Thursday, March 27, 2014

The Entitled Chickens

The chickens act so entitled.

They strut around the horse and sheep pastures, among the human, sheep and horse feet, and squawk if another creature steps in their space, on their feet.

I try to explain to them that they are 7-pound fowl, that people, sheep, horses, dogs, could really hurt them.

They glare and say that we should walk around them.

And, so they go about milling around Jet, the Haflinger, while she is eating her grain. When a wind gust frightens her, she bolts outside and feathers fly, chickens fly. Birds squawk.

I close my eyes. No good can come of this.

When I open my eyes, I see feathers, feathers, feathers, but no dead chickens.

And, then I see her.

The Naked Butt Chicken.

She ruffles her remaining feathers and tells me to walk around her.

Saturday, March 22, 2014

The Unfortunate Reward for a Job Well Done

Pity the poor Border collie that is good at her job.

Earlier this week, our walks took us around a farm pond. Upon seeing geese, Mickey, the 12-year-old Border collie, did what she'd been trained to do. She chased the geese into the pond, ran to the other side and harassed them.

On our morning walk today, I unleashed the Border collies after crossing the road. Mickey ran across the hay field and up the pond bank. But when she arrived at the pond, she found no geese.

Apparently they had taken her suggestion and moved on, leaving her with nothing to do.

Sunday, March 16, 2014

The Teenager Stuck in the Maternity Ward

The red yearling ewe is not happy with me.

A few days ago, she ran three-legged to the barn. Somehow she sustained an injury to her hind leg.

To allow her to rest and to let it heal, I put her into the pasture with the pregnant ewes. Due any day, they aren't moving fast or much.

A fence separates the yearling red ewe, left,  from where she wants to be.

Young Red is not happy.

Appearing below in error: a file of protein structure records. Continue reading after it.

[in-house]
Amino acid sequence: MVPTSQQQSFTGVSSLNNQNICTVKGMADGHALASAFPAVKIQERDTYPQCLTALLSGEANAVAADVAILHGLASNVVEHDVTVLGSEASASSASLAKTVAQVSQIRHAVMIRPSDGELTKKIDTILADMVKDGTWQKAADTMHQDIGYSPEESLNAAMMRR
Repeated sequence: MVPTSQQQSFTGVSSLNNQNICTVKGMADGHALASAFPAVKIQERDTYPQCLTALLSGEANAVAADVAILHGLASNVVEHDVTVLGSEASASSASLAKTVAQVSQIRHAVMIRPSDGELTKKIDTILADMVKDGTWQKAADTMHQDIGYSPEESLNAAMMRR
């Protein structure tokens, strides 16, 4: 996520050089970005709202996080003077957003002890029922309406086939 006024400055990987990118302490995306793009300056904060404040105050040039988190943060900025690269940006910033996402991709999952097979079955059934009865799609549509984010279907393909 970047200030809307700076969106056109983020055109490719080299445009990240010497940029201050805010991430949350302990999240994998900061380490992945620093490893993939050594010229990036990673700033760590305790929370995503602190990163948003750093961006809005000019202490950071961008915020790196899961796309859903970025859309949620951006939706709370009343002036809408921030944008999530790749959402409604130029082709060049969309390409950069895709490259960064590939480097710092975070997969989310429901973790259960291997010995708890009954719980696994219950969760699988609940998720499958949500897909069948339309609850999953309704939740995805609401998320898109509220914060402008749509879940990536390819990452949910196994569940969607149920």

As any teenager, she'd rather be out with the young, carefree ewes who are not pregnant, who wander searching for greener pastures, who run and jump and head butt.

Saturday, March 15, 2014

Waiting for a Friend

Most Katahdin lambs are born with instant playmates. For the first few days of their lives, twin or triplet lambs play chase games with each other.When tired, they curl up and nap with each other. As they grow older and their world expands, they join the other lambs for games.

Sometimes, though, a lamb is born as a single, with no playmate. Singles usually cling to their mothers for several days before searching for other lambs that will play.

We're at the beginning of lambing season.

As always, one ewe gave birth several days before the others. She had a single lamb.

(Here's our single at two days old. My mother says she looks like an Edith)

So, she's hanging out with her mom, practicing her leaps, and waiting for some other lamb to admire her moves.

As a single lamb, she was born bigger than most twins and, as the only one nursing, is growing fast. I'm hoping playmates arrive soon... and that's the others still see her as a lamb, and not a BIG bossy sister.

I took a short video of her today, at age 2 days. No, those are not lamb sounds that you hear.

Wednesday, March 12, 2014

Rambles of Spring

Even though the ground won't dry for weeks, I ask the husband to get out the manure spreader. It is 40 degrees and sunny, and I can  stand the winter mess no longer.

Listening to Fannigan's Isle, The Orange and the Green, I begin the task of cleaning out the barn.

Trick the Cat is happy to have someone in the barn, and he's quite intent on putting on a show.

He's taught the twin bottle lambs to give him belly rubs. When they get too rough, he teaches them about claws on noses.

There is enough manure in the horse paddock, sheep stalls and chicken house to fill the manure spreader again and again. But I focus on areas where it matters most -- in front of doors.

My goal for the day is to have the stalls ready for lambing season. That means I must clean out the horse stall that we've used for hay storage all winter. When doing so, I discover what my rogue hen has been doing.

The manure spreader is filled, and the sun is still shining. So I turn to another cleaning task.

I grab the hairy beasts, scissors and curry combs.

The birds will be happy.

And so am I.

Sunday, March 2, 2014

On Lions and Lambs

When I planned for mid-March lambing, I was thinking hints of spring, not spring snowstorms.

But that is what I'm getting. So on the first day of March, the husband and I enjoyed the 40 degrees and sun as we moved more hay into the sheep barn. Then, I inventoried my lambing supplies, and we vaccinated the sheep.

And, as I dug my fingers into their hair and did a hands-on inspection, I discovered that the sheep have become masters of baaing pitifully and sucking in their guts. Underneath all of that hair, they're surviving the unusually cold winter just fine.

This morning, I awoke to snow-covered ground and forecasts of more snow. As I pondered whether March came in like a lion or a lamb, I realized that it doesn't matter. In a few weeks lambs will arrive, no matter the weather.